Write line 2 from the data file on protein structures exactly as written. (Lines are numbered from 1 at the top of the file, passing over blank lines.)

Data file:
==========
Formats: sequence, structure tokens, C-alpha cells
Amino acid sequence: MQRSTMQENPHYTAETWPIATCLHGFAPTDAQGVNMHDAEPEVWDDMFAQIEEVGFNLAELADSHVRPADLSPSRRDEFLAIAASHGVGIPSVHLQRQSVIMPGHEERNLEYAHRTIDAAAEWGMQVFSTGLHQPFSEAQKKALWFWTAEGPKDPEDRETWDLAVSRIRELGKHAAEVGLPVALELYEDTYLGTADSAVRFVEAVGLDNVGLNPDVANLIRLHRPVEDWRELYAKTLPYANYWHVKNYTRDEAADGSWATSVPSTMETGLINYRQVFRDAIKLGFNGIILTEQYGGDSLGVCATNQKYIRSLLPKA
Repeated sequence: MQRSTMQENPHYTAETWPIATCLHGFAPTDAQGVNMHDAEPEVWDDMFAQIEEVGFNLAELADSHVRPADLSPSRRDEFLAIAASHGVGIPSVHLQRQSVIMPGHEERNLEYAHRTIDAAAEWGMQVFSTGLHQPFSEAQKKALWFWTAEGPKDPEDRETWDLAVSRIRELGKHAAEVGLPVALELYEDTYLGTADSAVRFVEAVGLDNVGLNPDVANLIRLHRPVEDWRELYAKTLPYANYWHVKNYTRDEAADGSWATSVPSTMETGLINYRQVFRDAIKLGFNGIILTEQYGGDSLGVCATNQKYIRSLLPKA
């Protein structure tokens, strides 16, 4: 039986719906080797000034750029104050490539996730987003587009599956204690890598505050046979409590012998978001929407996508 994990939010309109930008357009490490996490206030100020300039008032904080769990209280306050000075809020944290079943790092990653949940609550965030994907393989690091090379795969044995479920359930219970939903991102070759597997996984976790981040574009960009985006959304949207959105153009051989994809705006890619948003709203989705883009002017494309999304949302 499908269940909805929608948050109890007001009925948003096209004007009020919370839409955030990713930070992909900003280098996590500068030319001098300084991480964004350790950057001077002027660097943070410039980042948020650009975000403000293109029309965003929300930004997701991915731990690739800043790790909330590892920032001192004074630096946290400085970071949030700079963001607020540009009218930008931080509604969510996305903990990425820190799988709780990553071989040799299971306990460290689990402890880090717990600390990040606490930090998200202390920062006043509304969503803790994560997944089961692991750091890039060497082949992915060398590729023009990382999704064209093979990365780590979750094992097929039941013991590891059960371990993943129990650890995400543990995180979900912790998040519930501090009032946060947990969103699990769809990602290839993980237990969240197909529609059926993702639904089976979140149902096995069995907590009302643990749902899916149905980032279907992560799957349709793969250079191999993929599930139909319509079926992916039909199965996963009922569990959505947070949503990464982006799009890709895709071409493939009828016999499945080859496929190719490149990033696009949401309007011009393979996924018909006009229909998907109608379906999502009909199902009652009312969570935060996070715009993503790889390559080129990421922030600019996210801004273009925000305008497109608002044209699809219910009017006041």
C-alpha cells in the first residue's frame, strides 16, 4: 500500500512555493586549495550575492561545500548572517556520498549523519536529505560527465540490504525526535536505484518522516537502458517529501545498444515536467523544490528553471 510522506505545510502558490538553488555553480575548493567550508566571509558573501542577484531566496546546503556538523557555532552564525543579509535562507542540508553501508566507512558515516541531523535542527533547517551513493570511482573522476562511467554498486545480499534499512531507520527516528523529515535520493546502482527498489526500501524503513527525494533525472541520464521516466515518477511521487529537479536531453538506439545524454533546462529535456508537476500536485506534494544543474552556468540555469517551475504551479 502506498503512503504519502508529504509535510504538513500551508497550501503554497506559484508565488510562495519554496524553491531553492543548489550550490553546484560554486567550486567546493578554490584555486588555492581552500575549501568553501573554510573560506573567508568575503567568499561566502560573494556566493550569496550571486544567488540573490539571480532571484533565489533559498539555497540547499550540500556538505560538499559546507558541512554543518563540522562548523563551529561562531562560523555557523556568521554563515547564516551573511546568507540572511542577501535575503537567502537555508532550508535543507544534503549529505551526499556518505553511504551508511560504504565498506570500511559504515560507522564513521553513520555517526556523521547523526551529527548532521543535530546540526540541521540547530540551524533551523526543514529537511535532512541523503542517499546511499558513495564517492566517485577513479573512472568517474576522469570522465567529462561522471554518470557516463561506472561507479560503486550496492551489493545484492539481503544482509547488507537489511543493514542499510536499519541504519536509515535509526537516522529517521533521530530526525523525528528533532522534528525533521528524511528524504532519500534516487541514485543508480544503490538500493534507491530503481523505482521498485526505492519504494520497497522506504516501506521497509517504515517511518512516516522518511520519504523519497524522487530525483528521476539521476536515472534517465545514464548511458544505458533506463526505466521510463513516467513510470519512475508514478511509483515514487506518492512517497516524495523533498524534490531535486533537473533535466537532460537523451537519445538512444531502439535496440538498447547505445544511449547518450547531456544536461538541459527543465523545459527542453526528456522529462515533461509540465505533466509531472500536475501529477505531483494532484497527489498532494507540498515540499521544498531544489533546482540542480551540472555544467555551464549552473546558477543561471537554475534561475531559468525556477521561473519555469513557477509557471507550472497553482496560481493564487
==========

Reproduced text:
Amino acid sequence: MQRSTMQENPHYTAETWPIATCLHGFAPTDAQGVNMHDAEPEVWDDMFAQIEEVGFNLAELADSHVRPADLSPSRRDEFLAIAASHGVGIPSVHLQRQSVIMPGHEERNLEYAHRTIDAAAEWGMQVFSTGLHQPFSEAQKKALWFWTAEGPKDPEDRETWDLAVSRIRELGKHAAEVGLPVALELYEDTYLGTADSAVRFVEAVGLDNVGLNPDVANLIRLHRPVEDWRELYAKTLPYANYWHVKNYTRDEAADGSWATSVPSTMETGLINYRQVFRDAIKLGFNGIILTEQYGGDSLGVCATNQKYIRSLLPKA